10. Murray, William Hutchison (1951). The Scottish Himalayan Expedition. London: Dent. Pgs. 6-7. Full quote: “Whatever you can do or dream you can, begin it. Boldness has genius, power and magic in it!”

CIP 032.

Take Bold Action (Part 2): Dare to Defy the Established Order, Risk to Skip Ahead: Huey Long Cuts a Barrier-Breaking Path to the Top

A populist champion of the poor, Huey Long grew up during America’s Gilded Age, and got involved in politics in the years before the Great Depression. Despite the considerable economic hardships he faced throughout his early life in Louisiana, and the ferocious political opposition he faced throughout his political career, Huey Long rose to become one of the Pelican State’s greatest political stars. Beyond his fierce ambition and quick mind, it was bold action that set Huey apart. In fact, Huey Long was willing to take whatever bold action was necessary to overcome his humble origins, make a name for himself, and do as much good as he could along the way. In this episode of Classic Influence, we’ll travel back to Louisiana in the early 20th century and see what we can learn from the bold and brash actions of Huey P. Long. This episode also looks to the example of Robert M. La Follette, and his surprising response to the political machine in Madison, Wisconsin when they warned him not to run.
  1. Williams, T. Harry (1981). Huey Long. New York: Random House. Pg. 35.
  2. White, Richard D. (2006). Kingfish: The Reign of Huey P. Long. New York: Random House. Pgs. 8-14.
  3. Greene, Robert (1998). The 48 Laws of Power. New York: Penguin Books. Pg. 227.
  4. “The ‘Famous Five’ Now the ‘Famous Nine.’” United States Senate. http://www.senate.gov/artandhistory/history/common/briefing/Famous_Five_Seven.htm

CIP 031.

Take Bold Action (Part 1): Be Bold and Let Boldness Do Its Work: Napoleon Bonaparte Escapes His Island Prison

Napoleon Bonaparte was one of the greatest military leaders in history. Beyond his capacity as a strategist and tactician, however, it was often Bonaparte’s sheer boldness that enabled him to achieve the outcome he desired. As Napoleon repeatedly revealed, once unleashed, bold action can become a powerful force of its own, commanding attention, sweeping down obstacles, and building the momentum you need to succeed. Listen in now and learn how boldness can be a game changer in the pursuit of your goals.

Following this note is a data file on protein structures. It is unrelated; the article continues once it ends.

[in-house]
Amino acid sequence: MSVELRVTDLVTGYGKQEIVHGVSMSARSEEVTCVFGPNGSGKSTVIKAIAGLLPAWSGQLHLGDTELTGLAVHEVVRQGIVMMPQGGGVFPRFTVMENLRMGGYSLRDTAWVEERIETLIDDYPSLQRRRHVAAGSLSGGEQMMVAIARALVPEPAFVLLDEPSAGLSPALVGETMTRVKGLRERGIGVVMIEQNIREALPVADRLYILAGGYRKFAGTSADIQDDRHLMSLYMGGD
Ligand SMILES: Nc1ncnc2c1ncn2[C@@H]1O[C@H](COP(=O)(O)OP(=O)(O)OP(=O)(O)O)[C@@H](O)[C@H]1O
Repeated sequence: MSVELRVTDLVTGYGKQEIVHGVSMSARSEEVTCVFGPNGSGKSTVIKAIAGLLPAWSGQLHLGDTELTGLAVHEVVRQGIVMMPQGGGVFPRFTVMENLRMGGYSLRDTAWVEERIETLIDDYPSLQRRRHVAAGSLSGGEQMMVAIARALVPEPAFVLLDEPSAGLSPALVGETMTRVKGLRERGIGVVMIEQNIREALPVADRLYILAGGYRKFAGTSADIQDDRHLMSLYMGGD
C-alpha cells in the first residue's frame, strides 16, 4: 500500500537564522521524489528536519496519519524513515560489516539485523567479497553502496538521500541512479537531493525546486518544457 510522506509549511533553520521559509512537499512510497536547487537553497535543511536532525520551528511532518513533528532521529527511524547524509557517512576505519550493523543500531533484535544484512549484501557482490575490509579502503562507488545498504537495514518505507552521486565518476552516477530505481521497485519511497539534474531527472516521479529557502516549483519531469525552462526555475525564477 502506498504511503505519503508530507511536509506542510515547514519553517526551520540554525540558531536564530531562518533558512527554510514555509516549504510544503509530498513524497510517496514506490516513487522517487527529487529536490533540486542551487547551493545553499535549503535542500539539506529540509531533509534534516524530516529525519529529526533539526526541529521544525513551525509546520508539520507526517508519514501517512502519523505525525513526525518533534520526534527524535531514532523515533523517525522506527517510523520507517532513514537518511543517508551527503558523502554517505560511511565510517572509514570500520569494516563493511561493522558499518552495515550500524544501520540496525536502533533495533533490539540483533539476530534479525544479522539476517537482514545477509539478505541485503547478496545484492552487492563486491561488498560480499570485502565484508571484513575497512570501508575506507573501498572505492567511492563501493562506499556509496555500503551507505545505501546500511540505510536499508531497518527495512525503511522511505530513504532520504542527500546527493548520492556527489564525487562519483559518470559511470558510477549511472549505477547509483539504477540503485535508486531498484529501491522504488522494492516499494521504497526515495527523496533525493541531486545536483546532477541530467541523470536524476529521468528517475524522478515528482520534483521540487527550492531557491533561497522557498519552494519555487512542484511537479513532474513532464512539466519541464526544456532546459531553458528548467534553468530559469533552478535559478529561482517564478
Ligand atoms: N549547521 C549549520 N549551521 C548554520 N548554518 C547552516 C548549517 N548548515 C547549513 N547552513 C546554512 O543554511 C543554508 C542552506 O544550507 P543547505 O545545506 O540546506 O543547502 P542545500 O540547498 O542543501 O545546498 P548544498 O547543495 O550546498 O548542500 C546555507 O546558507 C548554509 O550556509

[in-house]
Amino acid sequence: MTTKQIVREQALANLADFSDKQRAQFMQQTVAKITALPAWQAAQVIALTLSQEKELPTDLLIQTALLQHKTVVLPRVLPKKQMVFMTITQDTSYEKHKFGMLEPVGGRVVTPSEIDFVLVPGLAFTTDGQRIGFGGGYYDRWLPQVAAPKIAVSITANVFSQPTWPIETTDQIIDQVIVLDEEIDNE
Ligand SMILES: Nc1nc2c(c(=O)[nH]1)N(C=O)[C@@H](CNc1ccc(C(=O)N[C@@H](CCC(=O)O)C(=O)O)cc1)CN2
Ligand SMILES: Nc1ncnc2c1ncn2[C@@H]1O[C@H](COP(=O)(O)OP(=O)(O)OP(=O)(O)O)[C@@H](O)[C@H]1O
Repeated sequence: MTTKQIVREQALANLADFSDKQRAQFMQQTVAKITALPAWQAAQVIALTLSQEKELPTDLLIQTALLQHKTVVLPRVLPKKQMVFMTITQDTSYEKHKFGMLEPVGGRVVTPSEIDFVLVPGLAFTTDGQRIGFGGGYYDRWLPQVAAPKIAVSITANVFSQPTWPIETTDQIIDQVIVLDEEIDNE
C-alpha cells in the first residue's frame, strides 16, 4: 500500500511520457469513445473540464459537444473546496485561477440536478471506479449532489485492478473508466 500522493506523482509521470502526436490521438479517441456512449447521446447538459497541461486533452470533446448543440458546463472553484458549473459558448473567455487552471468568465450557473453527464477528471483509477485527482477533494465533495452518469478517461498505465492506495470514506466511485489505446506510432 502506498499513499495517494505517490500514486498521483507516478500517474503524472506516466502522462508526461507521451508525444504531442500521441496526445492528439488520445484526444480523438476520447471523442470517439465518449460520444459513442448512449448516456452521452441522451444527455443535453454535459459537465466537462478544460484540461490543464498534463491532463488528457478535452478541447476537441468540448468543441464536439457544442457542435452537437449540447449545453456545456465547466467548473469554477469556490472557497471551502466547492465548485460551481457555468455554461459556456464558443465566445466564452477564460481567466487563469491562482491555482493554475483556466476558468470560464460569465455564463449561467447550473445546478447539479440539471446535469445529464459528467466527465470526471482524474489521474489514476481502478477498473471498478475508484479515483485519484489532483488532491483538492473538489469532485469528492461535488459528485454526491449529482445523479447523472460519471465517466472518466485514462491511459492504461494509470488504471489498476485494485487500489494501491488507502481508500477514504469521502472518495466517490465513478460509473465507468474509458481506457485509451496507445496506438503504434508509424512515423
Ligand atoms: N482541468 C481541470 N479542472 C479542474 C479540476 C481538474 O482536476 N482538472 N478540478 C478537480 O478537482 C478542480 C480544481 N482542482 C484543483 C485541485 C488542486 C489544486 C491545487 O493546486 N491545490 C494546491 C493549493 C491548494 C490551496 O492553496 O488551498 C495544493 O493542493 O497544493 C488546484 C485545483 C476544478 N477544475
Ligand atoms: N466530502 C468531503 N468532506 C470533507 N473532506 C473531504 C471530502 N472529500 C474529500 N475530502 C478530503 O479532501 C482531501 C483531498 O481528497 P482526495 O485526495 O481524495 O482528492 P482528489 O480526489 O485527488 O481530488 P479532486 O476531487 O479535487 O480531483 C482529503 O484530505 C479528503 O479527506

1. Roberts, Andrew (2014). Napoleon: A Life. New York: Viking. Pg. 724.
  2. Smith, Timothy Wilson (2007). Napoleon. London: Haus Publishing Limited. Pg. 125.
  3. Headley, Phineas Camp (1858). The Life of Napoleon Bonaparte. New York: Derby & Jackson. Pg. 333.
  4. Gifford, Jonathan (2011, March 19). “Leadership and Courage: Napoleon Returns from Exile in Elba.” Jonathan Gifford: Business. Leadership. History. https://jonathangifford.com/leadership-and-courage-napoleon-returns-from-exile-in-elba/
  5. Scott, Sir Walter (1836). The Life of Napoleon Buonaparte, Emperor of the French. Exeter: J&B Williams. Pg. 302.
  6. Englund, Steven (2004). Napoleon: A Political Life. New York: Scribner. Pg. 428.
  7. Markham, Felix (1963). Napoleon. New York: Penguin. Pg. 226.
  8. Dietrich, William (2015). Napoleon’s Rules: Life and Career Lessons from Bonaparte. Burrows Publishing. Pg. 77.
  9. Singal, Jesse (2017, July 11). “Daniel Kahneman’s Gripe with Behavioral Economics.” [Interview.] The Daily Beast. https://www.thedailybeast.com/daniel-kahnemans-gripe-with-behavioral-economics
  10. Greene, Robert (1998). The 48 Laws of Power. New York: Penguin Books. Pg. 228.
  11. Jackson, Curtis and Greene, Robert (2009). The 50th Law. New York: HarperCollins. Pg. 19.
  12. Frost, Robert (1961, January 20). “The Gift Outright.” Poem recited at John F. Kennedy's Inauguration. https://www.jfklibrary.org/learn/about-jfk/life-of-john-f-kennedy/fast-facts-john-f-kennedy/the-gift-outright-by-robert-frost
  13. Dennis, Felix (2010). The Narrow Road: A Brief Guide to the Getting of Money. New York: Penguin. Pg. 44.

CIP 030.

Profit from the Power of Frames to Achieve Your Aims: President Franklin Roosevelt Reframes His Race for a 3rd Term